Understanding CBD oil (Cannabdiol Oil)
The cannabis plant is made up of numerous, naturally occurring chemical compounds known as cannabinoids. These cannabinoids are responsible for the effects of cannabis on humans once consumed. CBD (cannabidiol) is one of the many cannabinoids found in the cannabis plant.
CBD is the second most occurring cannabinoid in the cannabis plant. The most occurring is the psychoactive cannabinoid, Tetrahydrocannabinol (THC).
Cannabidiol (CBD) oils are cannabis oils that contain concentrated amounts of CBD. These oils are formulated by extracting CBD from the resin of the cannabis plant and diluting these concentrates with a carrier oil. The most popular carrier oils for diluting these extracts are hemp seed and coconut oil.
CBD concentrates are often extracted from the hemp plant. However, marijuana strains which contain high concentrations of CBD can also be utilised.
CBD oils, unlike pure cannabis oils, have non-psychoactive properties. This can be attributed to the absence of the psychoactive cannabinoid, THC. It is not uncommon to find trace amounts of THC in CBD oils; however, as long as the concentration of CBD is greater than that of THC, the oil will produce little to no psychoactive effects and will be tagged a CBD preparation.
CBD oils can also be referred to as ‘CBD hemp oils’ or ‘CBD Cannabis oils’.
How CBD do oils work and what are their uses?
To understand how CBD oils function, we’ll have to take a closer look at the endocannabinoid system. The endocannabinoid system – also called the ECS – is an innate neurotransmitter network which interacts with cannabinoids produced by and introduced to the human body. The natural cannabinoids produced by the human body are called endocannabinoids.
Endocannabinoids function by interacting with the ECS via receptors called cannabis receptors. There are two varieties of cannabis receptors namely the Cannabis Receptor – 1 (CB1) and Cannabis Receptor – 2 (CB2). These interactions aid the regulation and balance of the internal environment of the human body; a state known as homeostasis.
CBD oils function by interacting with the endocannabinoid system – particularly the CB2 receptors – to produce the desired effects. The structure of cannabidiol is similar to that of the 2-AG, one of the endocannabinoids which interact with the CB2 receptors.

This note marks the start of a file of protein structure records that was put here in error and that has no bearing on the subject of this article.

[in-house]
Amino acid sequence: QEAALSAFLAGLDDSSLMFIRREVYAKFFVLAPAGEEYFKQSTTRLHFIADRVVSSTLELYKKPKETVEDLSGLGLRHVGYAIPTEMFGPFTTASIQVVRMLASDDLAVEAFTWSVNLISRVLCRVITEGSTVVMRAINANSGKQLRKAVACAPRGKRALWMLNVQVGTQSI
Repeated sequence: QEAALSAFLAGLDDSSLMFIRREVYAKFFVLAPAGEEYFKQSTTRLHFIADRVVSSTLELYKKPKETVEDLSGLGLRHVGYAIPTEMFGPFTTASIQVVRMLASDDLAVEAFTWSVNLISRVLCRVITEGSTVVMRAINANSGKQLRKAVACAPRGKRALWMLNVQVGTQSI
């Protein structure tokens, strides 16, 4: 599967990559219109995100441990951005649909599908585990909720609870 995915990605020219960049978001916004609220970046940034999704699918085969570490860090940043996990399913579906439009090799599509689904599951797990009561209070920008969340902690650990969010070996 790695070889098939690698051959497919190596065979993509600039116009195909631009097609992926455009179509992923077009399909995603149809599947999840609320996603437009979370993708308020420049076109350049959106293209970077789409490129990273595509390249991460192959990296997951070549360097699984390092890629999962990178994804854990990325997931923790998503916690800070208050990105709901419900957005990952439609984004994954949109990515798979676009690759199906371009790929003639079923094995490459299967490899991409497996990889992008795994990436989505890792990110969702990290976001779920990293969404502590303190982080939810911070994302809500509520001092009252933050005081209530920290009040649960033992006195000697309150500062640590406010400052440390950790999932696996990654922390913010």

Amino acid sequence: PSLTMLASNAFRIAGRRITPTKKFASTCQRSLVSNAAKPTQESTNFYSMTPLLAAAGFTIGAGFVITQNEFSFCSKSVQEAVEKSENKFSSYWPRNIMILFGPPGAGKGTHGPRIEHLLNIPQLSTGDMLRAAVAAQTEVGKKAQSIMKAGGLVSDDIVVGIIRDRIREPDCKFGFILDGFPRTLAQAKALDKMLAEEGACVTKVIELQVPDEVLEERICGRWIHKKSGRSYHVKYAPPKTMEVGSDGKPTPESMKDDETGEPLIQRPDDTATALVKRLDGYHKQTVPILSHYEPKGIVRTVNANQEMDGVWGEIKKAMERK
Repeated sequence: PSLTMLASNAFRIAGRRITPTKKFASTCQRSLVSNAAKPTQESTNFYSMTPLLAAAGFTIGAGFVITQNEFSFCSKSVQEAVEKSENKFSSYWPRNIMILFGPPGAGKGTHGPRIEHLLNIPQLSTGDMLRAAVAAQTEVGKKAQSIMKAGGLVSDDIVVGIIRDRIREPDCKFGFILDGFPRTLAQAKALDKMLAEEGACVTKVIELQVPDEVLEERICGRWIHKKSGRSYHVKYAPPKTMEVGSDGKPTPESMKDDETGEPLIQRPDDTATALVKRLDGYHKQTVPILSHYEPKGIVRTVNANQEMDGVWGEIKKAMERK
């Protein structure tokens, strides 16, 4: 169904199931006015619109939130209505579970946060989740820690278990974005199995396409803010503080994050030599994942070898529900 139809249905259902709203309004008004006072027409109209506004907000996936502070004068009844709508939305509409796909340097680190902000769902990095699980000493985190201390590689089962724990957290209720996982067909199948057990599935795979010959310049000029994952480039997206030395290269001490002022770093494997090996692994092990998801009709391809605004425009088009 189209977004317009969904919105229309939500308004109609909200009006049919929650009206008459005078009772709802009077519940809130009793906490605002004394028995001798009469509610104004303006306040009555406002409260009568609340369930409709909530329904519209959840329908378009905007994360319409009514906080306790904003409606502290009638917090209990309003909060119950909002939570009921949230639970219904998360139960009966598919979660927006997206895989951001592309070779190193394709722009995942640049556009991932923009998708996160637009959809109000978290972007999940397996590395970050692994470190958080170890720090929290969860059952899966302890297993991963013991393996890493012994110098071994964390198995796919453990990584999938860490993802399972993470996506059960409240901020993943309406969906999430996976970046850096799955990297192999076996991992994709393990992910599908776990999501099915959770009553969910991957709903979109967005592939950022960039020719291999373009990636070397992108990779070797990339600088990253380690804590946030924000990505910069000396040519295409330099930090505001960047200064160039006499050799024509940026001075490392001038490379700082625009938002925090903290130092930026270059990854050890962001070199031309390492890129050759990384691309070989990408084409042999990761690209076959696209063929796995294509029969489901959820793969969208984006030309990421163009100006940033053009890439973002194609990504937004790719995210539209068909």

The CB2 receptors can be found in the immune system. They can also be found in the gastrointestinal system and the spleen. These receptors influence bodily functions such as;
- Immune system functions;
- Pain and;
- Motor control.
Is CBD oil legal in New Zealand?
CBD and CBD oils are legal in New Zealand. Before 2018, cannabidiol was listed as a class B1 substance under the Misuse of Drugs Act of 1975. A legislation passed in 2018 introduced the substance into the Medicines Act of 1981. Thus, CBD is now a prescribed medication.
In order to access CBD and its products, patients must obtain a prescription from an authorised physician. With this prescription, patients are given the liberty to import or use CBD oils for medicinal purposes. As long as these products contain less than 2% THC, they can be used within the country.
However, note that hemp-derived CBD oil is the only variety of CBD oil which is legal in New Zealand. CBD oils derived from cannabis strains which are high in cannabidiol – such as Sweet and Sour Widow and Ringo’s Gift – are strictly prohibited and criminal to possess.
Where Can I Buy CBD Oil In New Zealand?
CBD oils cannot be purchased without verifiable medical prescription. As stated previously, CBD oils are regarded as a pharmaceutical substance and, therefore, cannot be purchased as over-the-counter (OTC) substances.
For individuals who have approved CBD oil prescriptions, the item can be purchased from a number of pharmacies and medical marijuana dispensaries available across the country.
Cannabidiol oils are cannabinoid concentrates extracted from the cannabis plant and then diluted with carrier oil. These oils function by interacting with the CB2 receptors – cannabis receptors present in the endocannabinoid system. CBD oils are legal in New Zealand but cannot be accessed without a medical prescription. In order to access and purchase CBD oils, individuals must obtain a verifiable prescription from a licensed medical practitioner.